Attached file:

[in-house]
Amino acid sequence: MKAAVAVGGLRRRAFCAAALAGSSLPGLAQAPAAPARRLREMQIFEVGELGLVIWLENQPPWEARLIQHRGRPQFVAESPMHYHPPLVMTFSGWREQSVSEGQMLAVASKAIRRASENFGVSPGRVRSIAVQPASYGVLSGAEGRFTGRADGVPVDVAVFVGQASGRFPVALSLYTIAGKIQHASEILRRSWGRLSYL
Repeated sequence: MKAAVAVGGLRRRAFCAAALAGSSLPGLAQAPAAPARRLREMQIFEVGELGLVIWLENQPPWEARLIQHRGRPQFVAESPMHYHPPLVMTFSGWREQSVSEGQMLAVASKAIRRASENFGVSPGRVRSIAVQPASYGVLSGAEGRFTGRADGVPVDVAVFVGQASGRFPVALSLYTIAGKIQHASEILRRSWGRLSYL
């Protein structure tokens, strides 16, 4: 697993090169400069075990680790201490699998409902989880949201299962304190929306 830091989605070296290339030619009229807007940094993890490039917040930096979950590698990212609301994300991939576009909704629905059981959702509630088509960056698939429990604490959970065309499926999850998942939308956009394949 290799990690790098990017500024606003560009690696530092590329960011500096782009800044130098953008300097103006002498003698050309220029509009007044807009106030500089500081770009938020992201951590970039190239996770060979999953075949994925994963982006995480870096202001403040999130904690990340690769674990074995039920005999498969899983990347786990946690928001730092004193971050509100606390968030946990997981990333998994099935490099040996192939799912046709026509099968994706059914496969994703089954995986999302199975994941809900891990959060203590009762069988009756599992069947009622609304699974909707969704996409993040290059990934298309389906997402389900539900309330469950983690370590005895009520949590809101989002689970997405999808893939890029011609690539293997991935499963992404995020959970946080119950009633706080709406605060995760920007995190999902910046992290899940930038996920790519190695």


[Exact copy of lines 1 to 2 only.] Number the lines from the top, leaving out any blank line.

[in-house]
Amino acid sequence: MKAAVAVGGLRRRAFCAAALAGSSLPGLAQAPAAPARRLREMQIFEVGELGLVIWLENQPPWEARLIQHRGRPQFVAESPMHYHPPLVMTFSGWREQSVSEGQMLAVASKAIRRASENFGVSPGRVRSIAVQPASYGVLSGAEGRFTGRADGVPVDVAVFVGQASGRFPVALSLYTIAGKIQHASEILRRSWGRLSYL